How to Manage Extreme Stress
Is your stress at a level 10 out of 10? In this article, we’ll walk you through three steps for managing it.
Everyone deals with stress, but sometimes stress can rise to new levels. When you’re really stressed, your body and mind are in a state of alarm (experts call this a stress response). In addition to physical symptoms like an elevated heart rate, it can make you feel:
Anxious or on-edge
Overwhelmed and out of control
Like it is hard to think clearly
So how do you handle feeling that way?
Step 1: Get those alarm bells to quiet down.
Think about releasing tension in your shoulders and neck, take a personal time out, or disconnect from technology for a few minutes.
These aren’t cures for your stress, but they’ll help you bring your stress level down so you can think a little more clearly and focus.
When your stress is at a level 10, just getting it down to a level 8 is a big step on its own.
Step 2: Make a plan for handling your stress.
After taking steps to reduce stress, you can prepare for upcoming stress that may come your way. Start with taking stock of your day and asking:
What’s causing me stress?
Can I remove the thing that’s causing me stress?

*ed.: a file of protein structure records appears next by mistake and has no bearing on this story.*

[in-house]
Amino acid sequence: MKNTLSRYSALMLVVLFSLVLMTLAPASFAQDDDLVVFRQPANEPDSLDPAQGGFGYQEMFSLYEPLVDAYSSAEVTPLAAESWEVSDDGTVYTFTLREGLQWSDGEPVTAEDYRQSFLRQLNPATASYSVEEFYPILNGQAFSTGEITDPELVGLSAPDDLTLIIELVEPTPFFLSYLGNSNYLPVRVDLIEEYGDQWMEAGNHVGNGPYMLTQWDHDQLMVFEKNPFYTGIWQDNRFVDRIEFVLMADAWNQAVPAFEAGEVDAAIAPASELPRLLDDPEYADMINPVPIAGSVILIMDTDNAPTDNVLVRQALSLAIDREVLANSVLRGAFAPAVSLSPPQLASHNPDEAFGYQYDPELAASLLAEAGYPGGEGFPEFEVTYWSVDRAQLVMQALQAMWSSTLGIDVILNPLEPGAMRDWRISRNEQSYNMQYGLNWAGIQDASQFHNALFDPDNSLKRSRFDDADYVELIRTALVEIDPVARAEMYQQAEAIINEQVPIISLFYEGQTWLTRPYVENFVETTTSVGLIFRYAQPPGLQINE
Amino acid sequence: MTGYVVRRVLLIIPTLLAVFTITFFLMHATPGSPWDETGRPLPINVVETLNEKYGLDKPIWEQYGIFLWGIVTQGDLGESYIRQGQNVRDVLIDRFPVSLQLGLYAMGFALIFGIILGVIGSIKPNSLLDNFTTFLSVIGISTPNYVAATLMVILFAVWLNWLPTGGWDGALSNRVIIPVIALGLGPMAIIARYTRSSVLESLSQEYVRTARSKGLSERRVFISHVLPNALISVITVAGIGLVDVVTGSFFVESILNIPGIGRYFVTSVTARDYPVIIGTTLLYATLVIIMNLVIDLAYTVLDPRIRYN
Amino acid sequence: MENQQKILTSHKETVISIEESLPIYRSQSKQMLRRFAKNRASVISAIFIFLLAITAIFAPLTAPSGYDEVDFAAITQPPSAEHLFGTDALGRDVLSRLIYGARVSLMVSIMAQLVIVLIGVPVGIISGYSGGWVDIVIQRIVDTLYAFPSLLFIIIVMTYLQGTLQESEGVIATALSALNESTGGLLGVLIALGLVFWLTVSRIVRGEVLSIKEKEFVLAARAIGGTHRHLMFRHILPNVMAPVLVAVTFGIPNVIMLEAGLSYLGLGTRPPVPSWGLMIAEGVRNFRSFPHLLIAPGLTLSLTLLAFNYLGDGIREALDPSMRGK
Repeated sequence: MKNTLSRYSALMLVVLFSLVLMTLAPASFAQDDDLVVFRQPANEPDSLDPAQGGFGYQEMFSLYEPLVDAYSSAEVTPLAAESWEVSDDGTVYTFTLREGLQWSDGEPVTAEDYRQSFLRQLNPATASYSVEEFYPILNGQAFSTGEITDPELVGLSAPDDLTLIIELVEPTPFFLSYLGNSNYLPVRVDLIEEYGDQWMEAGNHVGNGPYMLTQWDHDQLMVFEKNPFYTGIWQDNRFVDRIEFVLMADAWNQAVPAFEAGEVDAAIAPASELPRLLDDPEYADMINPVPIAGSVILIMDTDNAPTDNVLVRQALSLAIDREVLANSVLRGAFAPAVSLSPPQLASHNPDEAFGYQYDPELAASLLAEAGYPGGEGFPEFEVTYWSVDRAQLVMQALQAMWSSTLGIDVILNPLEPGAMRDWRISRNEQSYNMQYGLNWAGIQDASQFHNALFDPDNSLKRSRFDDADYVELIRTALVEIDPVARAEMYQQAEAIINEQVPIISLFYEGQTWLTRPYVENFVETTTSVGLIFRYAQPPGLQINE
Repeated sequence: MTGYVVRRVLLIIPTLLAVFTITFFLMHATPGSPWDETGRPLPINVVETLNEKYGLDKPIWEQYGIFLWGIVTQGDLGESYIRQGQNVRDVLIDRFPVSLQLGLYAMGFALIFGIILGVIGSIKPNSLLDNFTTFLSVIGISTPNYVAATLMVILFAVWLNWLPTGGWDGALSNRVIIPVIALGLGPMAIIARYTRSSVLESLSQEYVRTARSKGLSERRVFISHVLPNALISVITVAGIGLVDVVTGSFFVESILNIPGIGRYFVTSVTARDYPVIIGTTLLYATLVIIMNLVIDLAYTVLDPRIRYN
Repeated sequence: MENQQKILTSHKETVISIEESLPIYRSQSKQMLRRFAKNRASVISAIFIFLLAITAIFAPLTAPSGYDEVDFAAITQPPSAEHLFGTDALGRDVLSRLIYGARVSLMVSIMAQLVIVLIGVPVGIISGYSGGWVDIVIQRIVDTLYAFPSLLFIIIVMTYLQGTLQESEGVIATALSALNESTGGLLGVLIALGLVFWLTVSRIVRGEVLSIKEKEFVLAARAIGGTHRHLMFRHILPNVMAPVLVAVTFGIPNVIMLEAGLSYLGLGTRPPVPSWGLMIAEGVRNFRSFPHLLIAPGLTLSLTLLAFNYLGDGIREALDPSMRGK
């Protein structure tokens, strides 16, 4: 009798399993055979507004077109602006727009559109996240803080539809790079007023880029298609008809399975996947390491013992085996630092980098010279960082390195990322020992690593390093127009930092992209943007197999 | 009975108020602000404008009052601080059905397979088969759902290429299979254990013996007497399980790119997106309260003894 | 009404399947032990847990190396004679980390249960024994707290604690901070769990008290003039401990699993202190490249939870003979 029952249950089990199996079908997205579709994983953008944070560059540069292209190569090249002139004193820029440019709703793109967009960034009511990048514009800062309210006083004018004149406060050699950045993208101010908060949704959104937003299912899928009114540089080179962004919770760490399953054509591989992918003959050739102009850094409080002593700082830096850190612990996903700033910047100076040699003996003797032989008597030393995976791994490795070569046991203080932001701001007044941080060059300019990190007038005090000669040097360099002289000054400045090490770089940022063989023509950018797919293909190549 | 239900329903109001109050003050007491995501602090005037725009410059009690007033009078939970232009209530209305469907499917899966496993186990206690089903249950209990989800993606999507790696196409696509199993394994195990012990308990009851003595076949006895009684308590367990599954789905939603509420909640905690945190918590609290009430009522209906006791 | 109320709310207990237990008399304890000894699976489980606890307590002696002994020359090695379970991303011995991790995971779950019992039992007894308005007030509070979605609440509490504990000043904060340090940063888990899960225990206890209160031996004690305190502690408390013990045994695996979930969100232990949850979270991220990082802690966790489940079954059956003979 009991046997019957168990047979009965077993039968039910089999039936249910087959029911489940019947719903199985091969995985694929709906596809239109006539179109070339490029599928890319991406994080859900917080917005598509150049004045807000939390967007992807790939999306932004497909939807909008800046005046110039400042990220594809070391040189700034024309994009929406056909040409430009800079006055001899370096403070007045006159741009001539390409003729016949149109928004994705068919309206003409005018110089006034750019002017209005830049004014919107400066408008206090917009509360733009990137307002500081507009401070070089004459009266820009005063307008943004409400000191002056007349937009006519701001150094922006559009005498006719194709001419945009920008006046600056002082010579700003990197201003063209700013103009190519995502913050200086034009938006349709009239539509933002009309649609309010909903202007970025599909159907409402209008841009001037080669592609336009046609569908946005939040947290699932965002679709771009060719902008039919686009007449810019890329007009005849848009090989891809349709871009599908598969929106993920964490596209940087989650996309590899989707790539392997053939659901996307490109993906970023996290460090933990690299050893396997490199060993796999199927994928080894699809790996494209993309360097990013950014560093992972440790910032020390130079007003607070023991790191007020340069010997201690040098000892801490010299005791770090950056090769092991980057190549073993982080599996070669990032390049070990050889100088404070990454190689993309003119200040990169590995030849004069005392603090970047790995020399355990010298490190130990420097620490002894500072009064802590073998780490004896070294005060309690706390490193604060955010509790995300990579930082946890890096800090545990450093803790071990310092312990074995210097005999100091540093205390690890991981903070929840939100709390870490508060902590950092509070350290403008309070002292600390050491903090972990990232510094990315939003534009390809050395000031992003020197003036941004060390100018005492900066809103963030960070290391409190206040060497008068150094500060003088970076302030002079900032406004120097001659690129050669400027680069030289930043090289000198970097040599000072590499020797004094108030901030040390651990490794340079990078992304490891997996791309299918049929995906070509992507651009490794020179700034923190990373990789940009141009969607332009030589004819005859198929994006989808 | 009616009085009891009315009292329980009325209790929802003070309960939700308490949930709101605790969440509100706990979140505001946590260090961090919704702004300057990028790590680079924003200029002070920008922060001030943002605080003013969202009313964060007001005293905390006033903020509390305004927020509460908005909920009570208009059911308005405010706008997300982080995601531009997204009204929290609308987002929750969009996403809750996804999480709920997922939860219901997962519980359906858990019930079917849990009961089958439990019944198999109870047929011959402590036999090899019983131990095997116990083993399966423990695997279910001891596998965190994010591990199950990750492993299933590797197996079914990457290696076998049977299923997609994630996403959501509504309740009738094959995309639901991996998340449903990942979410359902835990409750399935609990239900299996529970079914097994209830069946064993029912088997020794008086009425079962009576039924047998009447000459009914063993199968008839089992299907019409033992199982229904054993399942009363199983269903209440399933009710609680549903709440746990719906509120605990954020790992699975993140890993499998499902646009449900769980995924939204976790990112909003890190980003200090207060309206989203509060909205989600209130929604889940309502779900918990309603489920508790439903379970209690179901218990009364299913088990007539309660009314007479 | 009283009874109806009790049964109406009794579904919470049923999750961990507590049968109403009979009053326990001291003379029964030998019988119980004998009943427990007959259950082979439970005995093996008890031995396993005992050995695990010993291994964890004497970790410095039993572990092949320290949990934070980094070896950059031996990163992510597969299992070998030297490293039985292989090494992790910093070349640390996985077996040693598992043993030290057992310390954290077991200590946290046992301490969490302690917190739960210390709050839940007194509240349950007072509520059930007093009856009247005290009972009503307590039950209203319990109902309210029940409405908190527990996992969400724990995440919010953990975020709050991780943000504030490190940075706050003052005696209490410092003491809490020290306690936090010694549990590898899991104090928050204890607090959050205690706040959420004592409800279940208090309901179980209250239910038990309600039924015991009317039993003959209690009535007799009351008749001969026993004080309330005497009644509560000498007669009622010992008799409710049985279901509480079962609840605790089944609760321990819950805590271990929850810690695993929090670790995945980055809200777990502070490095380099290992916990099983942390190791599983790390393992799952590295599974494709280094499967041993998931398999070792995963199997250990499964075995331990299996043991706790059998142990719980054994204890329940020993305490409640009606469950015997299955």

If I can’t remove it, is there something I can do to give me space from that stress?
Is there anything else that can be removed from my day to lighten my load?
TOVI Tip: When it comes to putting space between yourself and your sources of stress, it helps to focus on the stuff you enjoy or that gives you peace. Meditation, taking walks, stretching, or watching something lighthearted are great places to start.
Step 3: Take the time to recharge your batteries.
Once you’ve got your stress down and a game plan for managing it down the road, focus on putting your plan into action. You don’t have to be perfect right from the start. Just taking time for you is a big step towards managing your stress!
When your stress gets extreme, it can feel like it’s running your life. With these steps, you bring it down and start to take back control.
Reviewed by: Lorena Ruci, PhD, Registered Psychotherapist